Tuesday, February 20, 2018

Movie Review: "Loving Vincent" (2017)

Director: Dorota Kobiela & Hugh Welchman
Year: 2017
Rating: PG-13
Running Time: 1 hour, 34 minutes

The son of Vincent van Gogh's mailman investigates his death by interviewing the people who knew Vincent when he was alive.

We love animated movies, so we were excited to see "Loving Vincent" since it looked like one of the most visually compelling films to be released in 2017. It is directed by Dorota Kobiela and Hugh Welchman, who also wrote the screenplay along with Jacek Denhel. It takes place just after Vincent van Gogh's suicide. His mailman and friend Joseph Roulin (Chris O'Dowd) asks his son Armand (Douglas Booth) to deliver the last letter van Gogh ever wrote. Once Armand arrives in van Gogh's community, he begins talking to the locals and thinks there is more to Vincent's death than what was previously thought. The movie also stars Saoirse Ronan, John Sessions, Aidan Turner, and Helen McCrory, to name a few others.

The major selling point of "Loving Vincent" is the technique used to animate it. It was handpainted on canvas by over 100 artists in the style of van Gogh's work. That selling point is by far the film's best feature. Of course, most animated movies prior to 1990 were hand-painted or hand-drawn by artists on animation cells rather than canvas. Here, rotoscoping is used to make the actors look more lifelike, an old technique that Ralph Bakshi was very fond of implementing in his animated works. Still, it does create a visually interesting effect. It really captures the aesthetic of van Gogh's work as it attempts to bring his painting technique life.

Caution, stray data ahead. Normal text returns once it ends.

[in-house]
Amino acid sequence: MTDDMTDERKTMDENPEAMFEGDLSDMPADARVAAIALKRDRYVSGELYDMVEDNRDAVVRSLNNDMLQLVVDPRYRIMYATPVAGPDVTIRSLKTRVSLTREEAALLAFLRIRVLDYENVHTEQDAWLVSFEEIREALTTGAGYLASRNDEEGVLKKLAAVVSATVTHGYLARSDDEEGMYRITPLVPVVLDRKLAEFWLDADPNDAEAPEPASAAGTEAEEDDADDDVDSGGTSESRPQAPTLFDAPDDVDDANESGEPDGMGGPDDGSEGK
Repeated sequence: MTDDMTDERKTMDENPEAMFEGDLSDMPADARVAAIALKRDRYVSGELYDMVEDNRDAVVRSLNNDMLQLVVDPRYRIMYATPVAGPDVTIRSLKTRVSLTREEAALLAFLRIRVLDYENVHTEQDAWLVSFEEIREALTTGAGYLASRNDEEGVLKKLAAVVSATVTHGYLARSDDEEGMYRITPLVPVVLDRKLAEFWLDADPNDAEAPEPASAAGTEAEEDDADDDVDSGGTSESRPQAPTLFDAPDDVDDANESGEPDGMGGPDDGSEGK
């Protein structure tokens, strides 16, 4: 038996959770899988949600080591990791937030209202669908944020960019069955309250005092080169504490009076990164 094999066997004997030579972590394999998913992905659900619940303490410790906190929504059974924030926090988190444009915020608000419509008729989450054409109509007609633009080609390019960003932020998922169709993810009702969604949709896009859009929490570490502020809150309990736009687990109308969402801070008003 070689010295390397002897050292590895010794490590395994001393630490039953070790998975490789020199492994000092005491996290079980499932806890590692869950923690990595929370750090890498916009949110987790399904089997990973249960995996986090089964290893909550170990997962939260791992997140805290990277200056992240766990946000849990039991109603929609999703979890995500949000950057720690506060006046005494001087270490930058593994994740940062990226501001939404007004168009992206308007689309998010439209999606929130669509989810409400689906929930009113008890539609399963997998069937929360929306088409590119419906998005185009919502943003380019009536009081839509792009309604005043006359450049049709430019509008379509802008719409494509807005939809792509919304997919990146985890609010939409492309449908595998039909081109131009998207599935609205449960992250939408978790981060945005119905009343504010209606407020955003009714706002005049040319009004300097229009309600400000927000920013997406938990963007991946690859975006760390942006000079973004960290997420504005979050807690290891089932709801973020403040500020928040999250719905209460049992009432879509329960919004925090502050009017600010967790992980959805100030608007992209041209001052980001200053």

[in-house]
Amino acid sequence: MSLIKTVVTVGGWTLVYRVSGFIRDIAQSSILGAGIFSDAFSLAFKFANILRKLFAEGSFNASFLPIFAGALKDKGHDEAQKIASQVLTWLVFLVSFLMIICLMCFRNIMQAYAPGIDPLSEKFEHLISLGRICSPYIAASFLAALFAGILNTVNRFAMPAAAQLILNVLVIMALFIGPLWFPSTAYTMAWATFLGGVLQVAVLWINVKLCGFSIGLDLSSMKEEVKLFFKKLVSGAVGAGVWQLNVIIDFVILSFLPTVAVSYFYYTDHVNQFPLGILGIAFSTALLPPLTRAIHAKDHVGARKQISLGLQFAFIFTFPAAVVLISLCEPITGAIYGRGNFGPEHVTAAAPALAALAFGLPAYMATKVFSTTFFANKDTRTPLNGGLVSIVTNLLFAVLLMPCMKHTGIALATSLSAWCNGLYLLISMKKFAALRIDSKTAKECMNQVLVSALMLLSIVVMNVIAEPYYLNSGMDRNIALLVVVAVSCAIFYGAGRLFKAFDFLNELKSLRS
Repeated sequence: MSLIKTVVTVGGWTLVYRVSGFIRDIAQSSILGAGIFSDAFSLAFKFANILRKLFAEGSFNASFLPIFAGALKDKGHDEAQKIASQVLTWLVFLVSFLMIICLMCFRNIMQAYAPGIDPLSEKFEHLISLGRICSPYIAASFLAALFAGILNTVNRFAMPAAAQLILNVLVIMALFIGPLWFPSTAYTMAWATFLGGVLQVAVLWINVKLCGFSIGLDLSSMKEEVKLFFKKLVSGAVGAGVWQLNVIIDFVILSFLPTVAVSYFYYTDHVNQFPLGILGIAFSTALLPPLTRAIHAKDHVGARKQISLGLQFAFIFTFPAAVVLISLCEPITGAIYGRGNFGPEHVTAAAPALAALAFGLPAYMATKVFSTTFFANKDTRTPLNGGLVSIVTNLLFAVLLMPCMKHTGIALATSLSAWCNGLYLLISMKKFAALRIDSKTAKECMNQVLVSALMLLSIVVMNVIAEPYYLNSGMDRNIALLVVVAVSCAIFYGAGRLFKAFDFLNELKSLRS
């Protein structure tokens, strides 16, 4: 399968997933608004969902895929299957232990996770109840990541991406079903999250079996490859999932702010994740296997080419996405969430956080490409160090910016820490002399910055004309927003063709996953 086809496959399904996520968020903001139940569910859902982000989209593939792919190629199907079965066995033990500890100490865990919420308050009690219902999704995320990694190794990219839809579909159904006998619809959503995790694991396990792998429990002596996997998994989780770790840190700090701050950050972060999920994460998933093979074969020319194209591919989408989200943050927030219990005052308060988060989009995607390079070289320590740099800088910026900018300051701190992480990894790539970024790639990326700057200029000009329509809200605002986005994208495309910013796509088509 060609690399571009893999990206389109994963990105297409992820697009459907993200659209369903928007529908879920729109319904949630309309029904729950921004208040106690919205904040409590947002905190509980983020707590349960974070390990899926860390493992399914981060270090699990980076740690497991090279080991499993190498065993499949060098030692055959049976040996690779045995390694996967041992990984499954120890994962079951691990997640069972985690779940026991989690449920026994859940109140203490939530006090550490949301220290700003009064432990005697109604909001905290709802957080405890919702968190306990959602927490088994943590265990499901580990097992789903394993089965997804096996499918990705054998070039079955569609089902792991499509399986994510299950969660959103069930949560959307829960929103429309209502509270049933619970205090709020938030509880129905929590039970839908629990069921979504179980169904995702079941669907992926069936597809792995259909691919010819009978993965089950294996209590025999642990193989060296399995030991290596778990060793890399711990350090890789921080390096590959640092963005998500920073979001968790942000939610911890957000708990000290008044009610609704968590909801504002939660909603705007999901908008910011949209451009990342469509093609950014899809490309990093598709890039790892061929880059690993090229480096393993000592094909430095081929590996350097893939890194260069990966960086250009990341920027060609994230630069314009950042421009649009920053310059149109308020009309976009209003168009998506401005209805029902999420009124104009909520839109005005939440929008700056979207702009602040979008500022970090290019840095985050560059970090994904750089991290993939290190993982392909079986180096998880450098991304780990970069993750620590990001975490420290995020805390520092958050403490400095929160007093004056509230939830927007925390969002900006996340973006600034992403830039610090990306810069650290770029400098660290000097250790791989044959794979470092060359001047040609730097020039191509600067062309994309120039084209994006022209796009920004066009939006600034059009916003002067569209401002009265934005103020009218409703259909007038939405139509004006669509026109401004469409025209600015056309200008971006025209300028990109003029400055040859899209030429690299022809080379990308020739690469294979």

Unfortunately, that is really the only interesting feature about this movie. We are sorry to say we found the story itself to be a complete bore. There is not one interesting thing about the narrative that's even remotely compelling. We never felt truly connected or drawn to what we were watching. We would have much rather watched a film that explored van Gogh's life as opposed to one that spent so much time focusing on a conspiracy theory about his death. Characters walk and sit around spinning their wheels and trading banal dialogue for an hour and a half. By the end of it, they (and we) are no better off than when they started their journey. As the movie came to a close, we felt like we didn't know much more about van Gogh or his art than we did when the film started. Everything else (story, characters, dialogue) seems secondary to its gorgeous visuals.

"Loving Vincent" is a good movie to watch if you want to see Vincent van Gogh's work come to life as an animated film on canvas. It really is a visual delight. If it's an emotional impact you're after, you may be better off looking at one of van Gogh's actual paintings instead.

My Rating: 5/10
BigJ's Rating: 4.5/10
IMDB's Rating: 7.9/10
Rotten Tomatoes Rating: 84%
Do we recommend this movie: Meh.

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